Social media for B2B tech marketers with Timo Pelz, VP of Business Marketing at Reddit

B2B tech marketing podcast

Millennials now surpass baby boomers in the B2B buyer demographic, so B2B marketers are turning to social media to meet them where they live online. 

On this episode of the FINITE Podcast, Timo Pelz, VP of Business Marketing at Reddit, shared his view on B2B social media marketing and how B2B marketers can listen closely to their audience by building communities and gaining trust.

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And check out more of the FINITE B2B marketing podcast here!

Full transcript

Alex (00:06):

Hello everyone, and welcome back to the FINITE Podcast, where today we are talking with Timo Pelz, VP of Business Marketing at Reddit. Reddit is a network of over a hundred thousand communities. And although the majority of users remain anonymous, it's currently considered as one of the largest social media platforms with 430 million active users. 

And that's why Timo and I are gonna be having a conversation all about social media, marketing, community building, and how B2B marketers can leverage social in their strategies. Enjoy!

 

FINITE (00:36):

The FINITE community is kindly supported by The Marketing Practice, a global integrated B2B marketing agency that brings together all the skills you need to design and run account-based marketing, demand generation channel, and customer marketing programs. Head to themarketingpractice.com to learn more.

 

Alex (00:56):

Hello, Timo and welcome to the FINITE Podcast.

 

Timo (00:59):

Thank you, Alex. I'm so pleased to be here. Thanks for having me.

 

Alex (01:02):

No problem. Looking forward to talking. We are talking all things social media in the B2B world today, which I'm looking forward to diving into with you because I know you've got a lot of experience there. But before we do that, I'll let you tell us a little bit about your background, experience and your current role.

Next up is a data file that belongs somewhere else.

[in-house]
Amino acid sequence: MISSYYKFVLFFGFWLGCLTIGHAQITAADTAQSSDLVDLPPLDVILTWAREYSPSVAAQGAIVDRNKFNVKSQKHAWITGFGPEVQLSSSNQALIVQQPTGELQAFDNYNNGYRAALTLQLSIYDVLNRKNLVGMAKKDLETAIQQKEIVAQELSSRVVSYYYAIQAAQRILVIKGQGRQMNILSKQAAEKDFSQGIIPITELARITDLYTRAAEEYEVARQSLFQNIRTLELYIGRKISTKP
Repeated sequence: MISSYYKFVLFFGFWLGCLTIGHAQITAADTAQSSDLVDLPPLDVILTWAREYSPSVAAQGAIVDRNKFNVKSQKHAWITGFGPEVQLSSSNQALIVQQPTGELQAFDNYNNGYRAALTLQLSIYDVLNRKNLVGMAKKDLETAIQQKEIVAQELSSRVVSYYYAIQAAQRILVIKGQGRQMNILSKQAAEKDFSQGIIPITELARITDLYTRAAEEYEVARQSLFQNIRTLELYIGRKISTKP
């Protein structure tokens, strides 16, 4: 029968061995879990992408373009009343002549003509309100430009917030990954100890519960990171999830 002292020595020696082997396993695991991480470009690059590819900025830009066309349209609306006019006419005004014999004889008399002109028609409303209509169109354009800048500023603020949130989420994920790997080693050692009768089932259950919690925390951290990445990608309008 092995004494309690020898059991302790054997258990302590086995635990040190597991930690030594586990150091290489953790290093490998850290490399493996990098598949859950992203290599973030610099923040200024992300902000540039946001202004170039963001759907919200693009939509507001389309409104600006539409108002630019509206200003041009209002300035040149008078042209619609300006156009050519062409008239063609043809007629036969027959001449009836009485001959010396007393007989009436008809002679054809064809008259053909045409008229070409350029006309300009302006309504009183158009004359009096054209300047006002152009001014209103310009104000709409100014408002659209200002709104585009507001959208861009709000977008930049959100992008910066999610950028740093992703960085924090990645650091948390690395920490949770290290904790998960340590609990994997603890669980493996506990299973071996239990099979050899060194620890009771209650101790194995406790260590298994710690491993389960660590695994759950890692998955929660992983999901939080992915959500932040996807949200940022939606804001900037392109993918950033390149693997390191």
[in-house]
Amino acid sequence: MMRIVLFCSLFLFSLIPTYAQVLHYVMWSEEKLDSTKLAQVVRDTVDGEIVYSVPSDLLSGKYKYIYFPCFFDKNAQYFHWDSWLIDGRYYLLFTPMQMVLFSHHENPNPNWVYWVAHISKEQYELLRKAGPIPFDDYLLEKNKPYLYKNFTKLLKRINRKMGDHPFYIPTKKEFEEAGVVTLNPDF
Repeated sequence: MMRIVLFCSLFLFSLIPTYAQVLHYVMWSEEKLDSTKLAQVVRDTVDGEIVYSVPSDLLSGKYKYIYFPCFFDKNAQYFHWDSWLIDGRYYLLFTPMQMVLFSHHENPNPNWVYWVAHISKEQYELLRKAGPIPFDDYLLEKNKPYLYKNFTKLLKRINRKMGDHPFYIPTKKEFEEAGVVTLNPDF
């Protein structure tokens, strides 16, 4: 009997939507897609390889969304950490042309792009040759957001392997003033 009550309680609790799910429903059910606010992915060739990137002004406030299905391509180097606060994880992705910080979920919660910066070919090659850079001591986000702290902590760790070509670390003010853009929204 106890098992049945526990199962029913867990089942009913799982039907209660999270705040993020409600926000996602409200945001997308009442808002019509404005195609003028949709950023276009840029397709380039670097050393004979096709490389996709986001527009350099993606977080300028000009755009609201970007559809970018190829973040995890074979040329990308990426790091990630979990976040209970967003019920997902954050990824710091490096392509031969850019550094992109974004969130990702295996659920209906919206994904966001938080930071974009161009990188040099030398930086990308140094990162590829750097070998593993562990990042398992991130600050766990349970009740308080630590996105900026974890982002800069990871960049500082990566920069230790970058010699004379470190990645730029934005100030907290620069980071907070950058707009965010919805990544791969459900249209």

About Timo and his role at Reddit

Timo (01:19):

Happy to do that. So, prior to this role at Reddit, I worked at Instagram where I led global business marketing and that covered brand and product for the company's business and advertising solutions. And before that, I led vertical sales and marketing teams at Facebook. And so while I've been a B2B marketer for a while, I actually started my career in B2C on the agency side. I'm what you would call the classic generalist. 

I started in comms and I worked in creative agencies and integrated agencies. I did some account work, some strategy work and I did some in sales. I kind of bounced around a little bit. And then I found my true calling in marketing at the end of the day. So I've used social as a B2B marketing tool for myself, and in my role, I also get marketed quite heavily from B2B companies.

 

Timo (02:07):

So I find myself on the receiving end of a lot of B2B marketing and I see all the good, the bad and the ugly. And my experience is that at the end of the day, the key differentiators are the same as in the B2C market. Know your audience, pay attention to your consumer behaviour, focus on solving their problems, and meet them where they spend their time and don't be too sober and clinical. Educated and delight.

So I think the key takeaway for me is B2B, if I look back it's often too complicated and social. People are just trying to make it more complicated than it has to be. So that's a little bit about me.